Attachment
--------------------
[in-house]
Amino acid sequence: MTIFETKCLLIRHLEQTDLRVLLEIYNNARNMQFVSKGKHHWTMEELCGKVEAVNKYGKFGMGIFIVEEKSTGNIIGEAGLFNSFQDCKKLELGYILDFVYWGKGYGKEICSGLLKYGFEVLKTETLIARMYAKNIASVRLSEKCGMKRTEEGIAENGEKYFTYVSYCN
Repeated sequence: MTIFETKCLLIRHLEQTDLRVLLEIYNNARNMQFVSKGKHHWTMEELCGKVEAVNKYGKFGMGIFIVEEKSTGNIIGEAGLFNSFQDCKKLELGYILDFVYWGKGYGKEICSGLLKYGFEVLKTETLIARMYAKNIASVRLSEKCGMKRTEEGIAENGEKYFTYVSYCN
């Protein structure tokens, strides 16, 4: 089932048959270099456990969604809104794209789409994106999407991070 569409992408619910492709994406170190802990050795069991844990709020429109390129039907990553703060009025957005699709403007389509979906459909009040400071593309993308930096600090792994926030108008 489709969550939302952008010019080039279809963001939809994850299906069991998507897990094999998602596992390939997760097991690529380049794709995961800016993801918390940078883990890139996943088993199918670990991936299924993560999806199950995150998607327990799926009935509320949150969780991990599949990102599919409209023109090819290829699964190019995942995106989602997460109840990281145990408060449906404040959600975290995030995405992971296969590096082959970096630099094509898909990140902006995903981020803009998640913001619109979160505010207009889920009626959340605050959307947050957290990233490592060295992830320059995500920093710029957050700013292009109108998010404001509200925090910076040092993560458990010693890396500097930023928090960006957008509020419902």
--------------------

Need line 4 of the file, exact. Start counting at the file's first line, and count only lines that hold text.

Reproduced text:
């Protein structure tokens, strides 16, 4: 089932048959270099456990969604809104794209789409994106999407991070 569409992408619910492709994406170190802990050795069991844990709020429109390129039907990553703060009025957005699709403007389509979906459909009040400071593309993308930096600090792994926030108008 489709969550939302952008010019080039279809963001939809994850299906069991998507897990094999998602596992390939997760097991690529380049794709995961800016993801918390940078883990890139996943088993199918670990991936299924993560999806199950995150998607327990799926009935509320949150969780991990599949990102599919409209023109090819290829699964190019995942995106989602997460109840990281145990408060449906404040959600975290995030995405992971296969590096082959970096630099094509898909990140902006995903981020803009998640913001619109979160505010207009889920009626959340605050959307947050957290990233490592060295992830320059995500920093710029957050700013292009109108998010404001509200925090910076040092993560458990010693890396500097930023928090960006957008509020419902």